Leaving the EU ‘too risky’, warn farm leaders

Leaving the European Union would put the UK’s access to vital farm subsidies and free market trade at risk, warn some of the country’s most prominent farm leaders.

Forty-two leading figures from the UK agricultural industry signed a letter published in The Times on Saturday (5 March), calling for Britain to remain in the EU.

Launching the “Farmers for In” campaign, alongside a host of farmers from around the UK, the signatories argue that leaving the European Union would be a “risk we cannot afford to take”.

See also: Video – Lord Plumb and Kendall unequivocal on EU referendum

Led by former NFU president, Sir Peter Kendall, the letter has been signed by prominent members of the farming community, including Lord Plumb, Sir Jim Paice, Scottish MEP George Lyon and Jilly Greed, co-founder of Ladies in Beef.

Market access

The letter argues: “The European single market accounts for 73% of Britain’s agri-food exports and gives us access to a market more than twice the size of the USA.

“Outside the EU we could keep all or some of this market, but we would have to abide by EU regulations without a say in their formation and pay into the EU budget without receiving EU payments in return. We’d pay, but have no say.”

Former NFU president Sir Peter Kendall said: “Being part of the world’s biggest trading block is crucial to the future of our farming and food industry.

“Not only does it give us direct access to 500 million of the richest consumers in the world, but more EU free trade agreements with more than 50 countries mean we can sell into burgeoning markets across the globe.

Environmental threats

“Environmental threats cross borders, so do the animal and plant diseases which endanger food supplies, and market volatility isn’t just a problem for British farmers.”

Sir Peter added: “It is pointless trying to tackle these challenges unilaterally, at a country level; only by working together with other member states – with common standards and thresholds – will we give farming the security it needs in today’s uncertain landscape.

“I won’t pretend the EU is perfect but I’m convinced that as farmers we’re stronger, safer and better off inside.”

Former Defra farm minister Sir Jim Paice said: “Farmers have had the certainty of the CAP behind them and while it has many faults it is helping them through the current crisis of falling prices.

“Inside the EU we gain from the strength of farmers elsewhere; outside we would be of little importance in a country where very few people and even fewer politicians have links with farming.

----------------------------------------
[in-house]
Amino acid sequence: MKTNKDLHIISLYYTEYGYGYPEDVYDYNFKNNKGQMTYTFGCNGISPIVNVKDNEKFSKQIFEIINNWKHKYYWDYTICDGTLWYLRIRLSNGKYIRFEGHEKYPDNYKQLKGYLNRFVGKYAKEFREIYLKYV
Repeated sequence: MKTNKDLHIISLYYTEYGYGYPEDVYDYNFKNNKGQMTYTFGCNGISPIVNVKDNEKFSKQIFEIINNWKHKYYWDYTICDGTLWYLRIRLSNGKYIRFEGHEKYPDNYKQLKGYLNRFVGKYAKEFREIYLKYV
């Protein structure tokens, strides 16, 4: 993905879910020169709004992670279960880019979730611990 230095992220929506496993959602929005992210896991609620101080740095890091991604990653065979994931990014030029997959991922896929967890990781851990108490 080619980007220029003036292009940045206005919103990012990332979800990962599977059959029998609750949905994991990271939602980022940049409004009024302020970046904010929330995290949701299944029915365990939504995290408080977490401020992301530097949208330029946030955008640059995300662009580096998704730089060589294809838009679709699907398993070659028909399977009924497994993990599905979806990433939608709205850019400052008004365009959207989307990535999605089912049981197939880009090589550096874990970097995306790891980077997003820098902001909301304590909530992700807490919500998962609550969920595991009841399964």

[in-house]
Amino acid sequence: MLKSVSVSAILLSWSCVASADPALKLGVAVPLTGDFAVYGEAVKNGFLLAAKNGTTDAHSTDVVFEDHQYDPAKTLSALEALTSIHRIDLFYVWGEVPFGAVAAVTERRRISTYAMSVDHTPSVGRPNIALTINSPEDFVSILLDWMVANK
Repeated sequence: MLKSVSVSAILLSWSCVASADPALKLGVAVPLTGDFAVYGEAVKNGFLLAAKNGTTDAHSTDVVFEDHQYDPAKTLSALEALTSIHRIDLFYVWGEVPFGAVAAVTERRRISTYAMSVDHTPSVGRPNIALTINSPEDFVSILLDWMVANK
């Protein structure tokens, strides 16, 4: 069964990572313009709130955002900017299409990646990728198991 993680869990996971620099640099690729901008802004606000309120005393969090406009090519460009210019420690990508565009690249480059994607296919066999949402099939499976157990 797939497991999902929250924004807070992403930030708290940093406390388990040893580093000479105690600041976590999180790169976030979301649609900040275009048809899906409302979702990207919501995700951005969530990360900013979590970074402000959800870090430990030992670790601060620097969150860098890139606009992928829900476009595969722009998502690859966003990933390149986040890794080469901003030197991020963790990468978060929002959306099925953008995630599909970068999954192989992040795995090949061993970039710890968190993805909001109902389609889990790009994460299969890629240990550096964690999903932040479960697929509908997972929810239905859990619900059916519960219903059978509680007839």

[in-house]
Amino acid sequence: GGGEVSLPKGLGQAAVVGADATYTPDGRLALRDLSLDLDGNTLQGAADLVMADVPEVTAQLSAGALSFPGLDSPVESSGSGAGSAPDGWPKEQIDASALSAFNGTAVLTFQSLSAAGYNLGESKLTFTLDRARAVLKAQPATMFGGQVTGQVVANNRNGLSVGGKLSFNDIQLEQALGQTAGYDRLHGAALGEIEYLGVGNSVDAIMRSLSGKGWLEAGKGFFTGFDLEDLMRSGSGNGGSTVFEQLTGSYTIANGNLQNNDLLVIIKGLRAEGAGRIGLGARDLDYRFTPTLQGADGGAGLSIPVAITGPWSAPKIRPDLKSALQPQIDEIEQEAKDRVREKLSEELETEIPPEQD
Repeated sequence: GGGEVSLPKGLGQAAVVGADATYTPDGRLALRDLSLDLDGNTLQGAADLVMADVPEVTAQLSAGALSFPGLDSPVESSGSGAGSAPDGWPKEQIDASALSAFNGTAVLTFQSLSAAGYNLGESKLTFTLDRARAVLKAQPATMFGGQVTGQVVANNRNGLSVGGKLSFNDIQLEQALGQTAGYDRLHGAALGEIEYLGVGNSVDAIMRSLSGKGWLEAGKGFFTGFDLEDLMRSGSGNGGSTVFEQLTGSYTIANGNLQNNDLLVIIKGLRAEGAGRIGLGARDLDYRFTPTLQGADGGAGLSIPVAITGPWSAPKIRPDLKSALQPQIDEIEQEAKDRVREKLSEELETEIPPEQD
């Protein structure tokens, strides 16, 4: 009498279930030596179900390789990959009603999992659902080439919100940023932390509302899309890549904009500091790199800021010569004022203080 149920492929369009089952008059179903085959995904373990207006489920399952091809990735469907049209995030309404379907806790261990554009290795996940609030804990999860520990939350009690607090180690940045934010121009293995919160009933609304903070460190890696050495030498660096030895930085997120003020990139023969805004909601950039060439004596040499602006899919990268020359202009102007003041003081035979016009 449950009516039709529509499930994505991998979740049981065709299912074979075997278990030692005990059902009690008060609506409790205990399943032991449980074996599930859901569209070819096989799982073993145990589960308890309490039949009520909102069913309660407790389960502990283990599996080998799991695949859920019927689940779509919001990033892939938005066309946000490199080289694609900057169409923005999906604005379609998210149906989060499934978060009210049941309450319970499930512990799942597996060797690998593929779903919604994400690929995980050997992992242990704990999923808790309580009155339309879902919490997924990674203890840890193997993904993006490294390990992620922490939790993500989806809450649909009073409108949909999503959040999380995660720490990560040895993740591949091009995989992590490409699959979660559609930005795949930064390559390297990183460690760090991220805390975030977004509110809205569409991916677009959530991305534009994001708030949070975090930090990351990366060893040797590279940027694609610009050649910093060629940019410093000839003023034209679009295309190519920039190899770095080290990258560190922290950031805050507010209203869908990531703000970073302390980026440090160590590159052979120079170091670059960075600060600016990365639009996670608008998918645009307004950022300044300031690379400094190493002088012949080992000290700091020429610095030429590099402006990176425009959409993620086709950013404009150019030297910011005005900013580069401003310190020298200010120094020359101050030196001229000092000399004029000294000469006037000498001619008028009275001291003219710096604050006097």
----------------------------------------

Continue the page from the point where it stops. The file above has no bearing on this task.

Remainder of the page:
“To pretend as some do that we would get better treatment is cloud cuckoo land.

UK regulations

“While we might be able to abolish some EU regulations it doesn’t mean they would not be replaced by UK ones to address the same issues.

“Farmers need the EU not just for support but for free access to our main export market; leaving Europe would put it all at risk.”

Scottish Lib Dem MEP George Lyon, a former NFU Scotland president, said the UK farming industry was much stronger and better off inside the EU.

He added: “The Common Agricultural Policy is far from perfect, but at least it gives us a level playing field on farm support, safety nets at times of crisis, access to markets and the same rules on SPS and marketing.”

Jilly Greed said: “There have been claims from some Brexit MPs that UK food prices could fall by up to 17% if the CAP was scrapped. Spending on food as a share of total income has already fallen substantially through aggressive discounting between supermarkets. 

“An unsupported farming industry would be a disaster for consumers, producers, food processors and manufacturers alike, with already squeezed farmgate prices plummeting in the struggle to compete with increased volumes of cheap imported food, produced to lower standards of product safety and animal welfare.”

Plan B

But opponents, including Defra farm minister George Eustice, claim that the UK and its farming industry have nothing to fear from leaving the EU.

Mr Eustice outlined his ideas for a “Plan B” exit from the European Union at last month’s NFU Conference. 

“We would do far better as a country if we ended the supremacy of EU law and actually shaped new, fresh thinking and created policies that would really deliver for our agriculture,” said the minister.

Ukip’s agriculture spokesman, MEP Stuart Agnew, believes the UK farmers would be better off outside the EU because they would benefit from less red tape.

Mr Agnew has proposed a modified SFP system with an £80/acre payment to lowland farmers, less pro-rata on uplands, to be capped at £120,000/holding or 1,500 acres, if the UK left the EU.

“There will be no more debating on this figure, no greening, no set-aside and no interference in your cropping,” said Mr Agnew.